Why might we be interested in what the New Testament has to say about the Holy Spirit? Probably because we want to know how the church is supposed to function, or how to correct some charismatic excess or other, or how to prove to the cessationists that they have got it wrong. Given those sorts of concerns, the likelihood is that we will start with Paul, and we will be looking for generally applicable, universally correct, ecclesiologically standardized teaching about the role of the Holy Spirit in the life of the church, come rain or shine, come hell or high water, year in year out, until the second coming. In other words, the sort of stuff you would expect to find in a systematic theology.
But in the New Testament the “Holy Spirit” is as much bound up with an eschatological narrative as anything else, and we will misunderstand what is being said if we do not take this dynamic into account from the outset. So my aim in working through the major passages dealing with the Holy Spirit is to bring into sharp focus the eschatological context. In the case of the statement by John the Baptist that the Christ will baptize Israel “with the Holy Spirit and fire”, there is actually rather more to say about the eschatological context than about the Holy Spirit:
He will baptize you with the Holy Spirit and fire. His winnowing fork is in his hand, to clear his threshing floor and to gather the wheat into his barn, but the chaff he will burn with unquenchable fire. (Lk. 3:16-17; cf. Matt. 3:11-12)
The account in Matthew and Luke (Mark omits both the reference to “fire” and the subsequent verse about judgment) is clearly controlled by Malachi 3-4. The significance of this passage for understanding John’s role was indicated earlier in the angel’s words to Zechariah that John would go before the Lord “in the spirit and power of Elijah, to turn the hearts of the fathers to the children, and the disobedient to the wisdom of the just, to make ready for the Lord a people prepared” (Lk. 1:17). This is a quotation from Malachi 4:6.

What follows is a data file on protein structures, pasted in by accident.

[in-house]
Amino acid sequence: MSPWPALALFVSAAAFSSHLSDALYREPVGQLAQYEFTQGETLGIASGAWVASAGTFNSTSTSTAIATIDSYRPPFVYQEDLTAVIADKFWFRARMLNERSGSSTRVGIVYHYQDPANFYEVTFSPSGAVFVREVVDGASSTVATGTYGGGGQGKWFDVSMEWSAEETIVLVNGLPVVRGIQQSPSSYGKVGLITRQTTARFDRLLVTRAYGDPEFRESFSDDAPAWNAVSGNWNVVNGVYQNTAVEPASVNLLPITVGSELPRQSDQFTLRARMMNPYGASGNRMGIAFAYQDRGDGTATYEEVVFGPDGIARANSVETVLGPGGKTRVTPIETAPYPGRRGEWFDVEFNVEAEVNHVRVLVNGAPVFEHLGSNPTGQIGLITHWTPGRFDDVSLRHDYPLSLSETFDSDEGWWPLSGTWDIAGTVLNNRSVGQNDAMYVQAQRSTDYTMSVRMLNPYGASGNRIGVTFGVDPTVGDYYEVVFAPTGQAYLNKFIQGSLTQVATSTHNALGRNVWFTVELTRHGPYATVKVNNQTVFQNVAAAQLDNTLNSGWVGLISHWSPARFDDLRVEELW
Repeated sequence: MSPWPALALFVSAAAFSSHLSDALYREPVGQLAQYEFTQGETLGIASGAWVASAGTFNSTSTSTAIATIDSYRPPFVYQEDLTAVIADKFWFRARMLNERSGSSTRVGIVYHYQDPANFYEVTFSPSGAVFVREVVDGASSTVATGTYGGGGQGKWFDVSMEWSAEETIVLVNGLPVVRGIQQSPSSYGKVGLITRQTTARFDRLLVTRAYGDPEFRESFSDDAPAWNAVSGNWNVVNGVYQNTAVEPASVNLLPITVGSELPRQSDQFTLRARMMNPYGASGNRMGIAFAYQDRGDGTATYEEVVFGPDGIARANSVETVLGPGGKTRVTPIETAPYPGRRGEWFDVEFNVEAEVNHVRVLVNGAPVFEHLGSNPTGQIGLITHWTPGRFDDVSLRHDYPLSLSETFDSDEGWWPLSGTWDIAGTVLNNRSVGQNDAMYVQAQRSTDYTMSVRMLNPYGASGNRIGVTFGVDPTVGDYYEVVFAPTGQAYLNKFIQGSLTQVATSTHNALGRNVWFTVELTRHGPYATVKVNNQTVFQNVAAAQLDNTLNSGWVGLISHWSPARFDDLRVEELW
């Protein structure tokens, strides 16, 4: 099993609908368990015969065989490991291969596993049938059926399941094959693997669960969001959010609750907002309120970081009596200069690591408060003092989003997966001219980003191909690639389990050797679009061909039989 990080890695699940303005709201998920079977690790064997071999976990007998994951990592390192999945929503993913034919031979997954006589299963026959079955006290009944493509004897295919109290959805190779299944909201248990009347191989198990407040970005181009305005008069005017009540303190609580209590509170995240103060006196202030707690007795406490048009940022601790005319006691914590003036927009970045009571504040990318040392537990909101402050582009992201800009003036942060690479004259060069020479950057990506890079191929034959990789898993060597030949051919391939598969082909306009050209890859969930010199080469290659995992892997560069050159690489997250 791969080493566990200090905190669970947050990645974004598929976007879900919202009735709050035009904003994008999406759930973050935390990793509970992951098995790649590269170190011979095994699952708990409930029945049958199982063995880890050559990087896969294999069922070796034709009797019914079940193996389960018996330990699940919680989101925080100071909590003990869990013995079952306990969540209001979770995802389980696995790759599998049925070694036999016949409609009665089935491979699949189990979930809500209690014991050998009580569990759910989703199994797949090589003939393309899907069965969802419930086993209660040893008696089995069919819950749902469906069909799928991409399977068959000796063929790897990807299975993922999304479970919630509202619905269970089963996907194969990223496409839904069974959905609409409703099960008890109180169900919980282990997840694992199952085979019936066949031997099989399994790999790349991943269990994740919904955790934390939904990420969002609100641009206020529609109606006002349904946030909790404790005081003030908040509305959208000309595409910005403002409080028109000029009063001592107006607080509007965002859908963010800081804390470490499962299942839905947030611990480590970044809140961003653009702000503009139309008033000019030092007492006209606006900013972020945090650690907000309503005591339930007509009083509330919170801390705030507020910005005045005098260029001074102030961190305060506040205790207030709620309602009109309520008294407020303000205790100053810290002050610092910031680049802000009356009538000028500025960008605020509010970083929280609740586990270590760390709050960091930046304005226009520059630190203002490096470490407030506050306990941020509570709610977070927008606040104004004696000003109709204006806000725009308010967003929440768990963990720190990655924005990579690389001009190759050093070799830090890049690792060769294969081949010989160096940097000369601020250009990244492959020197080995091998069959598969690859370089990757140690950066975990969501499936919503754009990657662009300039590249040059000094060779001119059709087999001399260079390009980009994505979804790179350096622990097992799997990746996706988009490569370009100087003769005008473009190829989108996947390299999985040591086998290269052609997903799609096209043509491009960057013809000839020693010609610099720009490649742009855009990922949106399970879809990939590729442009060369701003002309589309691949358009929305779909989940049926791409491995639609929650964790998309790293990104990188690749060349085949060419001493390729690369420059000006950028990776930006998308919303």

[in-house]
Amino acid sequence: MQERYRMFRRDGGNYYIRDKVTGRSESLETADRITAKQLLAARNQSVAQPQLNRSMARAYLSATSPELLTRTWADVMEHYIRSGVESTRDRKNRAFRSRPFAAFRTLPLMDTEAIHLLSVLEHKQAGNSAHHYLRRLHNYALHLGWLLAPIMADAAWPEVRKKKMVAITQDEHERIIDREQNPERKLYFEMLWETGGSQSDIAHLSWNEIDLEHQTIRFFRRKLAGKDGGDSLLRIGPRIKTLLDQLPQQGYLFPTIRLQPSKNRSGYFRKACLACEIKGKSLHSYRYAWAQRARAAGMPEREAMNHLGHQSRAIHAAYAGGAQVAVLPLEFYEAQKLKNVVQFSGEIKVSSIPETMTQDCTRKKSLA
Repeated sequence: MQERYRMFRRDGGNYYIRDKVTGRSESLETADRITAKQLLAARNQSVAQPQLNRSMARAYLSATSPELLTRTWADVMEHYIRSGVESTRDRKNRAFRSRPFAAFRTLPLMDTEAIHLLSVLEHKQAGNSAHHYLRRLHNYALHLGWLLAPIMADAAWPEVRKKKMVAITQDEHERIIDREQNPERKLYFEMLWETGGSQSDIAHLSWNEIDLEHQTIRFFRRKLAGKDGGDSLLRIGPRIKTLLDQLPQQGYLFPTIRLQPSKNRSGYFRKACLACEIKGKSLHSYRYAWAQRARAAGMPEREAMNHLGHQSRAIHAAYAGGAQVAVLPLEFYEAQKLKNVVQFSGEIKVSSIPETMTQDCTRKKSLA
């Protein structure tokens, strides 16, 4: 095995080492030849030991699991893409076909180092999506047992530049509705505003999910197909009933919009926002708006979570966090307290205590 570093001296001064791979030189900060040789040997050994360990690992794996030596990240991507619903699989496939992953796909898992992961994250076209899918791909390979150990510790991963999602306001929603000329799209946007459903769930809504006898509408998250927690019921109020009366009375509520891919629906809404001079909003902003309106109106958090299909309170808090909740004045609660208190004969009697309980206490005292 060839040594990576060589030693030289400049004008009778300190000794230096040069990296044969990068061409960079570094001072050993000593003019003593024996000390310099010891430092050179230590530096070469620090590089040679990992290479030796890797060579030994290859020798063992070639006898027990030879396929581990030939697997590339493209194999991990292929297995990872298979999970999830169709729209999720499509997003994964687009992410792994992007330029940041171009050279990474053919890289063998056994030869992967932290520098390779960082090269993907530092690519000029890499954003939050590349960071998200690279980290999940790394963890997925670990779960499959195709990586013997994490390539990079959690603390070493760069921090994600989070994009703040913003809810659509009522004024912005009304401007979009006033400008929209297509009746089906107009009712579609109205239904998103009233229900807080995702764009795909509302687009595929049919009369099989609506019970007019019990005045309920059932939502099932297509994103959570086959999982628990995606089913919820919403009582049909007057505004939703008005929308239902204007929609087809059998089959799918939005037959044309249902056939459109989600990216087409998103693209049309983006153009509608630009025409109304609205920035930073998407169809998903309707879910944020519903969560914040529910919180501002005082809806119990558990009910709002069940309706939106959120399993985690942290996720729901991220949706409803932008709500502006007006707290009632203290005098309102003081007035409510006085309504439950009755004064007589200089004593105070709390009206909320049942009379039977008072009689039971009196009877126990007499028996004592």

John is the messenger who will prepare the way for the Lord to come to his temple in order to judge and purify a corrupt priesthood (Mal. 3:1-4). The day of judgment that is coming on Israel will be a day of fire; it will burn like an oven, and “all the arrogant and all evildoers will be stubble”. It will set them ablaze, leaving them “neither root nor branch” (Mal. 4:1).
So when he tells the Jews that the coming Christ will baptize them with “fire”, he means that he will bring a day of judgment upon them that will destroy the arrogant and evildoers—they will be like chaff that will be burnt with “unquenchable fire”. There is no reason to generalize or spiritualize John’s words: he has in mind exactly the same sort of national disaster that Malachi predicted, as YHWH’s response to the same wretched condition of his people.
So the baptism of Israel with “fire” is fairly clear, but how are we to understand the baptism of Israel “with the Holy Spirit”? Grammatically, there would appear to be one baptism which is a matter of the Spirit and fire (en pneumati hagiōi kai puri), in which case we might conclude that the Spirit here is understood as a force for judgment, as perhaps in Isaiah 4:4:
…when the Lord shall have washed away the filth of the daughters of Zion and cleansed the bloodstains of Jerusalem from its midst by a spirit of judgment and by a spirit of burning.
Wind or breath is frequently a means of refining or judging the people in the Old Testament (cf. Is. 11:4; 29:6; 30:28; 57:13; Ezek. 13:13).
The traumatic event of the coming reign of God, therefore, will entail both the destruction of the wicked and the refining of the penitent. Although we might prefer to find in this verse a more positive reference to the outpouring of the Spirit as part of the renewal of the people following judgment (cf. Is. 32:15; 44:3; Ezek. 11:19; 18:31; 36:25-27; 39:29), this emphasis on a coming judgment that has differing consequences for the righteous and the unrighteous may fit the context better.
In any case, we cannot, merely for our own convenience, remove the statement from the eschatological context indicated by the allusions to Malachi 3-4.